ERIC Number: ED358380
Record Type: RIE
Publication Date: 1992-Aug
The Effects of Parent-Adolescent Communication on Adolescent Sexual Behavior.
Graham, Melody A.
The rate of sexual activity among adolescents has been rising steadily in the last 10 years, and adolescents are initiating sexual activity at younger ages. It has been widely assumed that parents can have an effect on their adolescent's sexual behavior and attitudes. This study was designed to investigate how parent-adolescent communication influences adolescent sexual activity. Respondents for the study were drawn from a stratified sample of students in grades seven through twelve. A total of 1,380 students participated in the study which was conducted in April 1992. An 85-item questionnaire was used which contained items about sexual and birth control practices, reproductive knowledge and attitudes, parents' and friends' perceived attitudes toward sexuality and background and demographic information. The study indicated that 19% of the 7th grade students reported having had sexual intercourse at least once compared to 64% of the 12th grade students. In addition, 46% of these sexually active adolescents were using birth control. It is clear that open communication within the family, family satisfaction, feeling comfortable talking to one's parents about sex and having parents communicate information about sexuality are all important but do not have a direct effect on adolescent sexual behavior or birth control use. What is more important for influencing behavior is parents who are a primary source for problem solving, who clearly communicate that sexual behavior is unacceptable during adolescence--and who do so in a positive way. The study found no relationship between communication about sex and how adolescents view their parents' approval or disapproval. What appears to be important is not just communication, but communication about values. (ABL)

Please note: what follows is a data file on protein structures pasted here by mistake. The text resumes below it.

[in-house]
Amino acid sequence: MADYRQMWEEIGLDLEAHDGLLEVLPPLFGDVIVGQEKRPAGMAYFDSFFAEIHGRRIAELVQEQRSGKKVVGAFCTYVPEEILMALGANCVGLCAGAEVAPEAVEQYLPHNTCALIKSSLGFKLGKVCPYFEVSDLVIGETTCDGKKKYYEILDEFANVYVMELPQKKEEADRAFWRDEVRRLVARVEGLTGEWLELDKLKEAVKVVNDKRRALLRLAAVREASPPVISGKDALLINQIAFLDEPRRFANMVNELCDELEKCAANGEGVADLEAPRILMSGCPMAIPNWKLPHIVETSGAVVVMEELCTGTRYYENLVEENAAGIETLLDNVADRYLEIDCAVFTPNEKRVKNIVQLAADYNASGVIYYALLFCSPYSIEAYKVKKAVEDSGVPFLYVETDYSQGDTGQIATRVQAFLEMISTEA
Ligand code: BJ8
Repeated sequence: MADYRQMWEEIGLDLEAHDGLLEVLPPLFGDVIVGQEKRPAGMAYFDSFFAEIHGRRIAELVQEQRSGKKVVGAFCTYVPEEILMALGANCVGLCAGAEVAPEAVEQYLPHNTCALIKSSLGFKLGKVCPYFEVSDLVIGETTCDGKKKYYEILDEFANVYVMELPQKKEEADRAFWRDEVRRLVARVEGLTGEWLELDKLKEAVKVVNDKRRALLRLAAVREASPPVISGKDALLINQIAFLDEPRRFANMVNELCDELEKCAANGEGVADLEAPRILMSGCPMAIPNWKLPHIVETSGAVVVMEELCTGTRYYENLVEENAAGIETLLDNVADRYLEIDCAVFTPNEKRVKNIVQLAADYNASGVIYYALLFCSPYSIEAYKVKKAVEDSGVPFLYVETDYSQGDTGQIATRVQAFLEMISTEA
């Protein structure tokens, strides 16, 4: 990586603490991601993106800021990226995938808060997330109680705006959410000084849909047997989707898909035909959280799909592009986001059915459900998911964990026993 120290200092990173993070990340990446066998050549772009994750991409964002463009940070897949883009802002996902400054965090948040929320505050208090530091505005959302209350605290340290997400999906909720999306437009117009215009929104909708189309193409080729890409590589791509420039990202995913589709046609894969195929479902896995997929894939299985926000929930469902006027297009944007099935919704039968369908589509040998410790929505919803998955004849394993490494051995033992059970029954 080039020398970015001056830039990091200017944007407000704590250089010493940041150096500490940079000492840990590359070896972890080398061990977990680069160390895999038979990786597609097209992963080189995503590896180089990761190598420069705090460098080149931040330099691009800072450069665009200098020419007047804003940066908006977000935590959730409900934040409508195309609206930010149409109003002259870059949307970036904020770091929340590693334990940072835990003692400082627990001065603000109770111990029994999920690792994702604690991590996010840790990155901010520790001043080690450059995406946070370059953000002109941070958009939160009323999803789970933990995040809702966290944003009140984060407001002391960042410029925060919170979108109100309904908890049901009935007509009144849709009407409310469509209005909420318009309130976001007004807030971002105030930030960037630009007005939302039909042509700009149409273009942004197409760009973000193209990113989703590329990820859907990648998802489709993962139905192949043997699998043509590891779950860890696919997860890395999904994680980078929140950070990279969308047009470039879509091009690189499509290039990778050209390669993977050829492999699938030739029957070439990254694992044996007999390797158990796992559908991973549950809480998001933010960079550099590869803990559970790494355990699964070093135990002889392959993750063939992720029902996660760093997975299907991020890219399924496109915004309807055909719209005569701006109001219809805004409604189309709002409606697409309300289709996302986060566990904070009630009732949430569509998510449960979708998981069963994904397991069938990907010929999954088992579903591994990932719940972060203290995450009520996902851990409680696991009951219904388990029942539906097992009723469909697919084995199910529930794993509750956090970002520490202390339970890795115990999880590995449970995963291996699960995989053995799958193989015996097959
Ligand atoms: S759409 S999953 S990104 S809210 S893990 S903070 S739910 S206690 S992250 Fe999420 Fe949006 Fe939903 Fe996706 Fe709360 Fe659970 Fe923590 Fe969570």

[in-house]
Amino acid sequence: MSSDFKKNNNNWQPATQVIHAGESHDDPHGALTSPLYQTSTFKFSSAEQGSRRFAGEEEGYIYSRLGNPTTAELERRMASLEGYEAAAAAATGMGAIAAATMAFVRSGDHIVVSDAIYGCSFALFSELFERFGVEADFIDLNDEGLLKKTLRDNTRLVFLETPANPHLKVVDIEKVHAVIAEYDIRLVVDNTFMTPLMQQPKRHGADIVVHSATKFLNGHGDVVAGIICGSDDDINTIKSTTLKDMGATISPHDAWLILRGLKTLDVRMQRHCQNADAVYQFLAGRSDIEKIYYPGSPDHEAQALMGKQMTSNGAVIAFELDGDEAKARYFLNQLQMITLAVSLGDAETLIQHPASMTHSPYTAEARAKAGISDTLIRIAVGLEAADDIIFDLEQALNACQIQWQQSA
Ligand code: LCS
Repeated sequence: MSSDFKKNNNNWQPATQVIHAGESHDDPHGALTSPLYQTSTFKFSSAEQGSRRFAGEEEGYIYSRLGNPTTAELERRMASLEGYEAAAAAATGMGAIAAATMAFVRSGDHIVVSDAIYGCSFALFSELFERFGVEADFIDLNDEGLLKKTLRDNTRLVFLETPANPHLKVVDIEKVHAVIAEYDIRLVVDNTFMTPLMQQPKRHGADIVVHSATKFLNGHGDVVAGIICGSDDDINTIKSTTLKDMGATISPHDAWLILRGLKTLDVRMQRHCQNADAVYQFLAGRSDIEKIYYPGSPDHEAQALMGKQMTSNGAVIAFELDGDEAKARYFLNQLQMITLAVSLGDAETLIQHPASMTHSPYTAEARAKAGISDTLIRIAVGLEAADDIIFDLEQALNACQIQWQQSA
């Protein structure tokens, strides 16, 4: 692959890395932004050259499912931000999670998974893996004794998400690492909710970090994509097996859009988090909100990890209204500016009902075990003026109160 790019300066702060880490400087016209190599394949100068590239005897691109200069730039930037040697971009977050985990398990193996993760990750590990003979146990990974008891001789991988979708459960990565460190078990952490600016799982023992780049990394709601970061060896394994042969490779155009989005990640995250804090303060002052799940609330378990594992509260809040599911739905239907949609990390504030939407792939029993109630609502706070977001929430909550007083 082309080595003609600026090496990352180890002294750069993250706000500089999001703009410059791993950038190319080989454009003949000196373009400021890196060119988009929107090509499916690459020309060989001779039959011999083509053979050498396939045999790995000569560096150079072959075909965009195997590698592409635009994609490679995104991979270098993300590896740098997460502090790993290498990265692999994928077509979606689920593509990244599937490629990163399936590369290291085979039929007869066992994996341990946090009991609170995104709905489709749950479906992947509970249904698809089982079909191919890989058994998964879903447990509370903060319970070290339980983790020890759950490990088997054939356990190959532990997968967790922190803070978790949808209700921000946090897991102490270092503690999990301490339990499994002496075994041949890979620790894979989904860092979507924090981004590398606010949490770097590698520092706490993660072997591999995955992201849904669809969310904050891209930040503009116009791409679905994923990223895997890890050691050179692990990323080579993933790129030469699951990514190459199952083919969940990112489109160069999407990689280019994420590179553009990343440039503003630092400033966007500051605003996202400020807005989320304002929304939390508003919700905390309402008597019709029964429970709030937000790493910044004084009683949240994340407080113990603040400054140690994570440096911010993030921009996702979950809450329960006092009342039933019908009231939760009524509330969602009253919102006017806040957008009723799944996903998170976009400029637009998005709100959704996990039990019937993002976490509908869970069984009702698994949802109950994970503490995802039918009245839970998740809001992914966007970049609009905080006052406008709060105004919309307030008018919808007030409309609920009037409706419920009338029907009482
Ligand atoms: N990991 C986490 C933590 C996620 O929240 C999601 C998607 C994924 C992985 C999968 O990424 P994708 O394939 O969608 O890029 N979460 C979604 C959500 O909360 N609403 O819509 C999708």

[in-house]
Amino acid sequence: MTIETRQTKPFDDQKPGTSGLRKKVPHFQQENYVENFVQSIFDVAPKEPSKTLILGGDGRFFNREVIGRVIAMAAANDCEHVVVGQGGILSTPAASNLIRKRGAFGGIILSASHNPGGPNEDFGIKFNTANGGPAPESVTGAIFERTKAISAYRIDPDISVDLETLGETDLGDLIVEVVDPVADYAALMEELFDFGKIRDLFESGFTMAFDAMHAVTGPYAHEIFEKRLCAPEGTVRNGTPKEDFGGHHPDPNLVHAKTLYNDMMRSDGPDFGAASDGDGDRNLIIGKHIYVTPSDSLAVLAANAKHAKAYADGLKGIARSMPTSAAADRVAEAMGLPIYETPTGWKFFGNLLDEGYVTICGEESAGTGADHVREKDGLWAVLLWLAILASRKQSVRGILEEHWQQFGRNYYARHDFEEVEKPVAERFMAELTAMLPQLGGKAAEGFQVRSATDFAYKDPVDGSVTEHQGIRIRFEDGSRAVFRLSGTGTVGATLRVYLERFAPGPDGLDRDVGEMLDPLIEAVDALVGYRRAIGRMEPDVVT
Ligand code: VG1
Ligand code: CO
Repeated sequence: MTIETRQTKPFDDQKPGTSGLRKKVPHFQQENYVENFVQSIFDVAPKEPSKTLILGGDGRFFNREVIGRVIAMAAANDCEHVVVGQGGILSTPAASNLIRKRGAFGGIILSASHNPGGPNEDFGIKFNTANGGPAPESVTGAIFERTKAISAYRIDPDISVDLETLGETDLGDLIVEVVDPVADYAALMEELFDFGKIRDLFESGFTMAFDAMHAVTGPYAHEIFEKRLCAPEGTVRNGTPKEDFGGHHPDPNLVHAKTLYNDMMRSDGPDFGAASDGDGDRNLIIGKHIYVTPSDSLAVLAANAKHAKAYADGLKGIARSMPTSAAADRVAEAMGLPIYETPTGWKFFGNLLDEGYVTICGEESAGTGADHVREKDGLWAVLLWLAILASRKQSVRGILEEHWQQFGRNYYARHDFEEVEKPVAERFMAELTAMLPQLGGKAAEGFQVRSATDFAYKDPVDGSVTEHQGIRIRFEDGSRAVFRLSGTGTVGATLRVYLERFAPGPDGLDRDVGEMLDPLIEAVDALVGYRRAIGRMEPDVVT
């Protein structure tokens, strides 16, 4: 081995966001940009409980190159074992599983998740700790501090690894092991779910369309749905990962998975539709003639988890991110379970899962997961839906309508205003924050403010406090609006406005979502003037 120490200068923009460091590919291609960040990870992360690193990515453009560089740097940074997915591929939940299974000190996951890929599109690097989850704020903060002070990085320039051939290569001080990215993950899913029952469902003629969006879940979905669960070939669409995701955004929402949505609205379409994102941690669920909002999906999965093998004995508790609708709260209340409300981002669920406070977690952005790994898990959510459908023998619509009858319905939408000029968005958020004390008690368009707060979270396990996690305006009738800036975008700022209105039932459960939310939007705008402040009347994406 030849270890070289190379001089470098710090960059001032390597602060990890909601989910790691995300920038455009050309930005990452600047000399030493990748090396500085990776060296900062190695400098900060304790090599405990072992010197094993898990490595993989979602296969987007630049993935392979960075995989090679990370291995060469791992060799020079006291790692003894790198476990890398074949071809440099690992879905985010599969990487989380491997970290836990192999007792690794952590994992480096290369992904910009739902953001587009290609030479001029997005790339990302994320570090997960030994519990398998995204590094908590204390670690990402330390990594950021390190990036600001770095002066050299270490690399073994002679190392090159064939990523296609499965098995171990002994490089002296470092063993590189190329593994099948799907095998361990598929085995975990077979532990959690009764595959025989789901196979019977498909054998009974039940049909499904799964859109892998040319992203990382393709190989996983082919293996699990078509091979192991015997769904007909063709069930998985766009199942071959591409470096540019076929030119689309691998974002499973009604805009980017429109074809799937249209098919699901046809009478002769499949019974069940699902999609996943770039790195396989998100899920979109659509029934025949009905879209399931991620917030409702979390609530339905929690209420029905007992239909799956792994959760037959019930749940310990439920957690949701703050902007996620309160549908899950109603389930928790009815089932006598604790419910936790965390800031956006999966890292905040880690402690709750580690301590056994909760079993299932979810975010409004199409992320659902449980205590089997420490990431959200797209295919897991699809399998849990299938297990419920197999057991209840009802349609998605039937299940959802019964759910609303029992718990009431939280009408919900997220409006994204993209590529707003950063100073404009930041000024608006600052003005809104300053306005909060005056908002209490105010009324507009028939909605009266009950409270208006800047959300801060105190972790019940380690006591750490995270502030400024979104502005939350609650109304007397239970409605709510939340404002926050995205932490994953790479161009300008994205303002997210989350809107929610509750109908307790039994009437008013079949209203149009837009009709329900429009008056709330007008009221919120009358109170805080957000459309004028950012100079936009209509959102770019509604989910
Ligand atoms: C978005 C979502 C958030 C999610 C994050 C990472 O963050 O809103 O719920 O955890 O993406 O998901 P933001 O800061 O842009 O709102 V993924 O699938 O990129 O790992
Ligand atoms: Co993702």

Publication Type: Reports - Research; Speeches/Meeting Papers
Education Level: N/A
Authoring Institution: N/A
Note: Paper presented at the Annual Convention of the American Psychological Association (100th, Washington, DC, August 14-18, 1992).